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How Israel is Defying the Global Water Shortage

How Israel is Defying the Global Water Shortage

Seth Siegel, member of the Council on Foreign Relations and author of the bestseller Let There Be Water: Israel’s Solution for a Water-Starved World (Thomas Dunne Books), warns that we are on the brink of a global water crisis, and that California’s drought is only the beginning. The U.S. government predicts that 40 states and 60% of the earth’s land surface will soon face alarming gaps between the supply and growing demand for water. Israel stands in defiance of this water emergency. Your book calls for immediate action.  How close are we to a crisis?

Seth Siegel: In the near term, it depends on where you live. California, South Africa, western China, parts of India, and other drought-stricken places around the world still have water, but without immediate government intervention, many will run out within the next two or three years. Moving slowly on this issue will cause a ripple effect, resulting in higher food prices, social instability, uprisings, and mass migrations.

You write that Israel has become “a growing global influence as a water superpower.” How did that happen?

From the start, Israel’s government made water a key existential priority, no less than military defense, and its leaders have taken extraordinary measures to ensure that the nation’s future is not hobbled in any way by a scarcity of water. Israel has accomplished this in a number of ways, including smart legislation and regulation, technological innovations, and conservation.  

What are some of Israel’s innovations in water conservation?

Intent on reducing water loss from cracks and leaks in the pipes of municipalities, Israel has upgraded its underground monitoring systems. In the past, streets had to be dug up to replace monitors when their batteries ran out. Now it relies on technologies developed by companies like HydroSpin, which has created a miniature turbine that fits inside the water pipes and powers the monitors with the energy produced by the movement of water through the pipes.

Another company, Aquarius Spectrum, uses submarine sonar technology to listen for underground leaks between the quiet hours of 2:00 to 3:00 in the morning, and then it calculates the best time to make repairs to minimize interference to local businesses.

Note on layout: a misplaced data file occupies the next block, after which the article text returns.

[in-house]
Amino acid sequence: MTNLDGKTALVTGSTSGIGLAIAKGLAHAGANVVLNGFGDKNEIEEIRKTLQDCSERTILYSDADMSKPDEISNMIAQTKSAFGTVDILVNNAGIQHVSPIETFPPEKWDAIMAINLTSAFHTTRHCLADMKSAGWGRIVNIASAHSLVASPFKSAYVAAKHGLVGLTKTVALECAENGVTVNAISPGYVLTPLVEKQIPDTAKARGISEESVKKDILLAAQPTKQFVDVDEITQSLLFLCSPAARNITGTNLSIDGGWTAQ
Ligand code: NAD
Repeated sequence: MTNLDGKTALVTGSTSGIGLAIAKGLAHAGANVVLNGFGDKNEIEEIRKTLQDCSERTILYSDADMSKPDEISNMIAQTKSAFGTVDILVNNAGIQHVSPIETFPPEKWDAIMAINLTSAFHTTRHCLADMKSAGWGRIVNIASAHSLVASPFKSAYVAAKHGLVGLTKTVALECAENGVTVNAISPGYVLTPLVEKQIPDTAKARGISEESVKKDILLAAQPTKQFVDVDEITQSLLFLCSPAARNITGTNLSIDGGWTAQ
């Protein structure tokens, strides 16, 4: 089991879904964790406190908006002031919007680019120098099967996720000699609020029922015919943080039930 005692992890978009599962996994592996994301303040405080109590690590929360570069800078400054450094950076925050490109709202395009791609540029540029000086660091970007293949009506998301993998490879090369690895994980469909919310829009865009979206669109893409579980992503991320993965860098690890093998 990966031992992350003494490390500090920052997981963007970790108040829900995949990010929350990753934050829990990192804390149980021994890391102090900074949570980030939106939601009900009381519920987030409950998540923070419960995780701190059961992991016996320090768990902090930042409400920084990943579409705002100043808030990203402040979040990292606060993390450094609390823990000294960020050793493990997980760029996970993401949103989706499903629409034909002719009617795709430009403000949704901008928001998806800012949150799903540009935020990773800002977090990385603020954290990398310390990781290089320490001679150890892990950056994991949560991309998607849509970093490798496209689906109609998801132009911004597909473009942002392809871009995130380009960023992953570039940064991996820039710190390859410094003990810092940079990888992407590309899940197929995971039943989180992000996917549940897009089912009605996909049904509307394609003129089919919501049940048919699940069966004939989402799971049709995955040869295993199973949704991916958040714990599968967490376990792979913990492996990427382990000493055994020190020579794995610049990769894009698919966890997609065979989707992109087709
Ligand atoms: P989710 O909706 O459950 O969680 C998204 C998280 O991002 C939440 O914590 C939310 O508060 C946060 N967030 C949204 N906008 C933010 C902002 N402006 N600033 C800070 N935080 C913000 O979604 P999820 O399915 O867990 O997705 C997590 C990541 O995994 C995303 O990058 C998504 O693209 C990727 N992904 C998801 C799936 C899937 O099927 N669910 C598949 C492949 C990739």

In these and other ways, Israel has reduced water loss from leaks to 10%, saving about nine billion gallons a year. In comparison, the average loss from leaking pipes in the developed world is about 33%, and in the less developed world, about 50-60%.

How has Israel engaged in what you’ve termed “hydro-diplomacy?”

Starting in the 1950s, Israel began using its water expertise as a door opener in one country after another. For example, Israel established diplomatic relations with China by sharing water know-how and technology. Israel also uses water training as one of the major means of engagement with the less-developed world. Many of these countries still vote against Israel in the United Nations, but those countries’ water needs offer a vehicle for establishing diplomatic relations and opportunity for ongoing dialogue.

Even some countries that don’t have diplomatic relations with Israel invite water professionals and companies into their countries to work quietly on irrigation solutions and other water projects

How would you respond to those who accuse Israel of having made the desert bloom by diverting water from the Palestinian territories?

I would say it’s an outrageous falsehood. Israel’s success is not based on natural water, but on manufactured desalinated water from its five plants, wastewater treatment (more than 85% of the nation’s sewage is reused for agriculture), and smart technologies. There is a dispute with the Palestinians over only one of many aquifers, but the fact is that Israel and the Palestinian Authority have a legally-binding treaty, set forth in the Oslo Accords, which specifies the amount of water that Israel provides to the Palestinians every year. In a world of shrinking water resources, the Palestinians have a guaranteed supply of healthy, clean water.

You write that Judaism has always revered water, as evidenced by the fact that the word “water” appears 600 times in the Hebrew Bible. Was that attitude shared by the secular Zionist pioneers who created the Jewish state?

The first generation of secularists all came from religious homes. The first prime minister, David Ben-Gurion, as a youth attended a heder and later a yeshiva (traditional religious schools) in Poland; he talked about water all the time, according to Shimon Peres, his close aide. Ben Gurion was captivated by the idea of turning seawater into freshwater for homes and farms.

One of the most enduring songs and dances of the yishuv (the pre-state Jewish community in Palestine) was “Mayim Mayim” (Water, Water). The lyrics come from the Book of Isaiah (12:3): “With joy, you shall draw water from the springs of Salvation.” It was set to music and choreographed in 1937 to celebrate the discovery of water at a collective farm.

Today, Israel has no fear of running out of water – in a nation that is 60% desert, that’s something to celebrate.

Aron Hirt-Manheimer is the Union for Reform Judaism’s editor-at-large. He is former editor of Reform Judaism magazine (1976-2014) and founding editor of Davka magazine (1970-1976), a West Coast Jewish quarterly. He holds an M.A. and honorary doctorate in Jewish education from Hebrew Union College-Jewish Institute of Religion. His books include Jagendorf’s Foundry: A Memoir of the Romanian Holocaust (HarperCollins, 1991) and Jews: The Essence and Character of a People (HarperCollins, 1998) with Arthur Hertzberg.

Photo credit: Rose Eichenbaum

Aron Hirt-Manheimer

Published: 3/02/2016

Categories: Environment, Israel, Living in Israel
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